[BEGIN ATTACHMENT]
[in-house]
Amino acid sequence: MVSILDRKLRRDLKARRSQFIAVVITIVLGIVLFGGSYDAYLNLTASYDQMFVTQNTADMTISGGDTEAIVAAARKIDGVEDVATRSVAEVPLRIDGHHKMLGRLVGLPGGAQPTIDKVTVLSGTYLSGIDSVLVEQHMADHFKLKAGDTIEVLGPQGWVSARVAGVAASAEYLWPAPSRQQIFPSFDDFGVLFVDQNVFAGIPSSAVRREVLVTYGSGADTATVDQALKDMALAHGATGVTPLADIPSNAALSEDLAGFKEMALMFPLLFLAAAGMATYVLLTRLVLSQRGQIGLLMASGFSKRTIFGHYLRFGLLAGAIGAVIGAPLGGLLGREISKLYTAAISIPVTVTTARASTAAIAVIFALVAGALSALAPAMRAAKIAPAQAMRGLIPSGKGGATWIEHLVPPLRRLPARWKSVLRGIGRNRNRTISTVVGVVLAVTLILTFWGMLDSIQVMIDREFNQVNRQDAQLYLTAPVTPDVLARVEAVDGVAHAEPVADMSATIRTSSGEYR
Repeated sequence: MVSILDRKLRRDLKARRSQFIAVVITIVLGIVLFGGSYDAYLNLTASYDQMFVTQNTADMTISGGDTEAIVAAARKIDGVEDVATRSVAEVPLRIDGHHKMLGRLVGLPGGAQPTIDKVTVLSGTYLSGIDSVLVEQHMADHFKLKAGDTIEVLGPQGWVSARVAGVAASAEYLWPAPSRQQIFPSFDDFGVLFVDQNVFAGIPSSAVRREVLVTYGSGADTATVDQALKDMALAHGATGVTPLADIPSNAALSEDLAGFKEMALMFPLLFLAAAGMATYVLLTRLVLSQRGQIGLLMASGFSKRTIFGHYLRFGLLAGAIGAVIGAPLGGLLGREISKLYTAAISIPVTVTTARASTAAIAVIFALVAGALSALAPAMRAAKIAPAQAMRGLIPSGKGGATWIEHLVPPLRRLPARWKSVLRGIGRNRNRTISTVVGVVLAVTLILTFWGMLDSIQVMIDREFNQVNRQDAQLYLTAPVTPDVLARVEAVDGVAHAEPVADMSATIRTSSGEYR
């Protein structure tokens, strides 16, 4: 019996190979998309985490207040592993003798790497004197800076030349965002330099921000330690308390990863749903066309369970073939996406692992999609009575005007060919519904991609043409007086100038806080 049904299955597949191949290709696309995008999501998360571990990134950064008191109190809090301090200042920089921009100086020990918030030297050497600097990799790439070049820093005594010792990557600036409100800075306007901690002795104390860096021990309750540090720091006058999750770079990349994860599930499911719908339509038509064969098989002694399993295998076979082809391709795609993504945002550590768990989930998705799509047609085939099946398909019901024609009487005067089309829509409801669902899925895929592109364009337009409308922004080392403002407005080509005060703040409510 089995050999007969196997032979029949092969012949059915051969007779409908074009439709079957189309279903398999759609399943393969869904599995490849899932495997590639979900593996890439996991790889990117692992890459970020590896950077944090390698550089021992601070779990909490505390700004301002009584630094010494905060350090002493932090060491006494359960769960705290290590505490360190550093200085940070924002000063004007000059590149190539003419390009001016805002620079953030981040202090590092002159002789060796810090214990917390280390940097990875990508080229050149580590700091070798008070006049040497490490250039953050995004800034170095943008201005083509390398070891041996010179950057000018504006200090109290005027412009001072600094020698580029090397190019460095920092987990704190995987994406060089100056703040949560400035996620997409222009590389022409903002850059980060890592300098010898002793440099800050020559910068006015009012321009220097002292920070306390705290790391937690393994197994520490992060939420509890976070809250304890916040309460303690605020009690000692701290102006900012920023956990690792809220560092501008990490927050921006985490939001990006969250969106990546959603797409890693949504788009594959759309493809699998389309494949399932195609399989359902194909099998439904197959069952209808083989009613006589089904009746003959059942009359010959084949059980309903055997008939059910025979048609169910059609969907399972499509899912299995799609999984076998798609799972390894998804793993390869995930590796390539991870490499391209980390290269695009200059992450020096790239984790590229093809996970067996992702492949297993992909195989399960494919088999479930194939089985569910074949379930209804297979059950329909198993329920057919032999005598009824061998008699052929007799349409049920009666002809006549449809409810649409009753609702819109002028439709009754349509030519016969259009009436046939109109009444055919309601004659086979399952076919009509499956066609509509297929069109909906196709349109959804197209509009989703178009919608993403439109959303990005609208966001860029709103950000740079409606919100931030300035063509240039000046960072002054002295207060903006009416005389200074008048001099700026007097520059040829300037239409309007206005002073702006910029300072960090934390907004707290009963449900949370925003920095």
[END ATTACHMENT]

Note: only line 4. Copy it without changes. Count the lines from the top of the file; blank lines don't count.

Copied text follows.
């Protein structure tokens, strides 16, 4: 019996190979998309985490207040592993003798790497004197800076030349965002330099921000330690308390990863749903066309369970073939996406692992999609009575005007060919519904991609043409007086100038806080 049904299955597949191949290709696309995008999501998360571990990134950064008191109190809090301090200042920089921009100086020990918030030297050497600097990799790439070049820093005594010792990557600036409100800075306007901690002795104390860096021990309750540090720091006058999750770079990349994860599930499911719908339509038509064969098989002694399993295998076979082809391709795609993504945002550590768990989930998705799509047609085939099946398909019901024609009487005067089309829509409801669902899925895929592109364009337009409308922004080392403002407005080509005060703040409510 089995050999007969196997032979029949092969012949059915051969007779409908074009439709079957189309279903398999759609399943393969869904599995490849899932495997590639979900593996890439996991790889990117692992890459970020590896950077944090390698550089021992601070779990909490505390700004301002009584630094010494905060350090002493932090060491006494359960769960705290290590505490360190550093200085940070924002000063004007000059590149190539003419390009001016805002620079953030981040202090590092002159002789060796810090214990917390280390940097990875990508080229050149580590700091070798008070006049040497490490250039953050995004800034170095943008201005083509390398070891041996010179950057000018504006200090109290005027412009001072600094020698580029090397190019460095920092987990704190995987994406060089100056703040949560400035996620997409222009590389022409903002850059980060890592300098010898002793440099800050020559910068006015009012321009220097002292920070306390705290790391937690393994197994520490992060939420509890976070809250304890916040309460303690605020009690000692701290102006900012920023956990690792809220560092501008990490927050921006985490939001990006969250969106990546959603797409890693949504788009594959759309493809699998389309494949399932195609399989359902194909099998439904197959069952209808083989009613006589089904009746003959059942009359010959084949059980309903055997008939059910025979048609169910059609969907399972499509899912299995799609999984076998798609799972390894998804793993390869995930590796390539991870490499391209980390290269695009200059992450020096790239984790590229093809996970067996992702492949297993992909195989399960494919088999479930194939089985569910074949379930209804297979059950329909198993329920057919032999005598009824061998008699052929007799349409049920009666002809006549449809409810649409009753609702819109002028439709009754349509030519016969259009009436046939109109009444055919309601004659086979399952076919009509499956066609509509297929069109909906196709349109959804197209509009989703178009919608993403439109959303990005609208966001860029709103950000740079409606919100931030300035063509240039000046960072002054002295207060903006009416005389200074008048001099700026007097520059040829300037239409309007206005002073702006910029300072960090934390907004707290009963449900949370925003920095």